Having demonstrated good to excellent levels of sensitivity and specificity of diagnostic validity across varying samples, the ADI-R has gained attention internationally to examine the equivalence of its psychometric properties across diverse cultures [15,16]. Previous research has shown that adaptation of instruments is a complicated and challenging process that involves linguistic translation and adjusting to cultural values or customs while considering its feasibility [17,18]. Despite increased awareness, understanding, and recognition of ASD, different cultures vary in the levels of over or under-reporting concerns due to different standards to which behaviors are considered acceptable and expected [19,20]. Hence, there is an increasing need to adequately assess the compatibility of the ADI-R in different population groups to ensure the instrument’s appropriateness.

To date, the ADI-R has been translated into 17 languages, with validation studies conducted in Germany, Greece, Finland, Brazil, Japan, the Netherlands, China, Sweden, the Latino population in the United States, South Korea, and Poland [18,21-30]. While all of the studies have reported promising results for the use of the ADI-R in clinical and research settings, most have been restricted to small sample sizes or based on participants with relatively narrow age ranges, which further limits the generalizability of the findings. For instance, Kim et al. [29] demonstrated moderate-to-high classifications of individuals with ASD using the ADI-R in South Korea. However, this study only included school-age (7–14-year-old) children with a lack of evidence for its use on younger children, adolescents, and adults. Additionally, with concerns being raised regarding individual factors (i.e., age or intelligent quotient) as well as administrative factors influencing the ADI-R results, additional research on applicability is required [31,32]. Therefore, the purpose of this study is to further expand on previous studies and investigate the diagnostic validity of the Korean translated version of ADI-R (K-ADI-R) in a wider age range and examine whether its ability to detect individuals with ASD is comparable to the original validation conducted by Lord et al. [8].


Participants and data collection

Data was compiled from past and ongoing projects such as a genetic study to identify ASD related biomarkers, a social skills training intervention for individuals with ASD, the development of an early ASD screening instrument, and by obtaining the outpatient clinical records at Seoul National University Bundang Hospital (SNUBH) from 2008 to 2017. Participants were recruited through the combination of diverse routes (i.e., the psychiatric clinic and Pediatric and Child Rehabilitation clinic at SNUBH, local primary clinics, community health and mental health centers, daycare centers, advertisements on both online and offline bulletin boards at public institutions, and with the aid of parents’ self-help communities). While specific projects (i.e., the genetics study) only included participants whose biological parents are Korean, other studies did not limit participation based on ethnicity but required caregivers to comprehend interview questions and were comfortable being evaluated by the K-ADI-R. Each participant provided informed consent to the corresponding study they were enrolled in, and the retrospective analysis of the collected data was approved by the Institutional Review Board (IRB no. B-1711-435-106) at SNUBH to address the aim of the present study.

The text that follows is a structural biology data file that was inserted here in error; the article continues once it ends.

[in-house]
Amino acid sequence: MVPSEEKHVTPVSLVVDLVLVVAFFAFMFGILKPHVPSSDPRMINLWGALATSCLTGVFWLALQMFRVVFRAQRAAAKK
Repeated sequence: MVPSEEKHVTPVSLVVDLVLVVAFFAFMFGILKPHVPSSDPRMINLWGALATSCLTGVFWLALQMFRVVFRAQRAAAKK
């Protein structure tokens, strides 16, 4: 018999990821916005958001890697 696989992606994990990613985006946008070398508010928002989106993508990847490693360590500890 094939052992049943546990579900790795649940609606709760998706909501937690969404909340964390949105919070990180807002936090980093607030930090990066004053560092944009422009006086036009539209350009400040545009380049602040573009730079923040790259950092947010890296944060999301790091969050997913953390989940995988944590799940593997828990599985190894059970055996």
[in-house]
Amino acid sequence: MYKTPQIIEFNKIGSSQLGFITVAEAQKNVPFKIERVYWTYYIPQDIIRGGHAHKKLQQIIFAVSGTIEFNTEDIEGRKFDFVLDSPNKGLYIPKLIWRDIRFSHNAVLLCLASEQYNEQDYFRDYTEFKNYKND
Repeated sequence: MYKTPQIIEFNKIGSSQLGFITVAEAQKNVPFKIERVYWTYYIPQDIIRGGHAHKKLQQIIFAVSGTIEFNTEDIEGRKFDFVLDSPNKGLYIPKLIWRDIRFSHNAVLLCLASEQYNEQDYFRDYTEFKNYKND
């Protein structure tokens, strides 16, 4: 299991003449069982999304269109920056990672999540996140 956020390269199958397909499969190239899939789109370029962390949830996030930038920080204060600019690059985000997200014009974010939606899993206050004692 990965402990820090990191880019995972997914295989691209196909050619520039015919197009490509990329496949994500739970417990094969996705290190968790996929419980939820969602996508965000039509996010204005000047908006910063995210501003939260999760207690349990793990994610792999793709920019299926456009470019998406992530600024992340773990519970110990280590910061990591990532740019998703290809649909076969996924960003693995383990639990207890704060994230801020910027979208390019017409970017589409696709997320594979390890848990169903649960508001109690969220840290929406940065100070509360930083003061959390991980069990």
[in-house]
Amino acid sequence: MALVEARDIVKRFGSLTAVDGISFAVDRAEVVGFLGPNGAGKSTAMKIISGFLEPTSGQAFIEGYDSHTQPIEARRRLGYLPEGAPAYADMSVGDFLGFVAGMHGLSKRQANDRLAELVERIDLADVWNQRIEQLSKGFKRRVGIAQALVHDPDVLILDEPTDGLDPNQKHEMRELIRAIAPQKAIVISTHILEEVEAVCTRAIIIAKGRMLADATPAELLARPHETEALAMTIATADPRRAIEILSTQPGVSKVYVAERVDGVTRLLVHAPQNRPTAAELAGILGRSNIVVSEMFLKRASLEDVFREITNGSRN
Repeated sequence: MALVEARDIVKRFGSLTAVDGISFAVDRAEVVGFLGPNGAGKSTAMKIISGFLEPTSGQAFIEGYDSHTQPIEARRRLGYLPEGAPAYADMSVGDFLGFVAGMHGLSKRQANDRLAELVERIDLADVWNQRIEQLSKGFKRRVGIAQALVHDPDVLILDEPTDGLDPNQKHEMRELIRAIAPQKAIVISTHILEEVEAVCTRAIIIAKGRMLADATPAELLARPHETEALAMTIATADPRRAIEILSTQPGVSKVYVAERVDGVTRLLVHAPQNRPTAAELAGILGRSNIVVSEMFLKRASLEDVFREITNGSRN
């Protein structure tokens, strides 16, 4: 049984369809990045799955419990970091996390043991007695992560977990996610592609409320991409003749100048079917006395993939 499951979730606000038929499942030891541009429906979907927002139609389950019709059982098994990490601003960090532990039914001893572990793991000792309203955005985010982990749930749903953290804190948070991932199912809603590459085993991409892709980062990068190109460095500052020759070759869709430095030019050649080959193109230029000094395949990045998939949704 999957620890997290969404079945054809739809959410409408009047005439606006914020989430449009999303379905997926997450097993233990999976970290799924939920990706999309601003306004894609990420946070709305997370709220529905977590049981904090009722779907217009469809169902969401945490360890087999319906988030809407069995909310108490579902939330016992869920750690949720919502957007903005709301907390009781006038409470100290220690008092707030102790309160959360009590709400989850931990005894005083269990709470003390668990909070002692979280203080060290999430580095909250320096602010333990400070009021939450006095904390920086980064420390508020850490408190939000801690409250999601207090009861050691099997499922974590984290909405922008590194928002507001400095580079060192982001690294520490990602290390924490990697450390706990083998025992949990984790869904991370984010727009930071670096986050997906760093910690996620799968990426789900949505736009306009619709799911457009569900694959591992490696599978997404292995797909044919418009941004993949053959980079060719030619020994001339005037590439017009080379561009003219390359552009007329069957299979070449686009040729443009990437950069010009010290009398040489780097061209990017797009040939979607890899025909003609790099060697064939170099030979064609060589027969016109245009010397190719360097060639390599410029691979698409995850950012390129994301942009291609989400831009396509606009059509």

As seen in Table 1, a total of 1,271 children, adolescents, and adults with ages ranging from 24 months to 34 years old, comprised of 825 participants with ASD (males; 84.6%), 446 non-ASD participants (males; 51.1%), were included for analyses. Participants included individuals with ASD, unaffected siblings, and typically developing individuals. A subgroup of the participants in the non-ASD group who scored lower than 80 points on either the full-scale intelligence quotient (FSIQ), the Korean version of the Vineland Adaptive Behavior Scale, second edition (K-VABS), or the Korean Vineland Social Maturity Scale (K-SMS) while not meeting the ASD diagnostic criteria were separately categorized as other developmental disorders (OD). In addition to a battery of parent-report questionnaires, described in further detail below, trained research reliable examiners administered the Korean translated versions of ADOS and ADI-R during the participants one time visit on-site. Sessions of the diagnostic evaluations were video-recorded and checked to ensure adequate levels of inter-rater reliability. 43.4% of the videos were watched by two independent raters, while another 10% of the cases were viewed together during weekly research meetings. Upon reviewing the comprehensive information gathered, two board-certified psychiatrists made the best clinical diagnosis by following the DSM-IV-TR and DSM-5 criteria.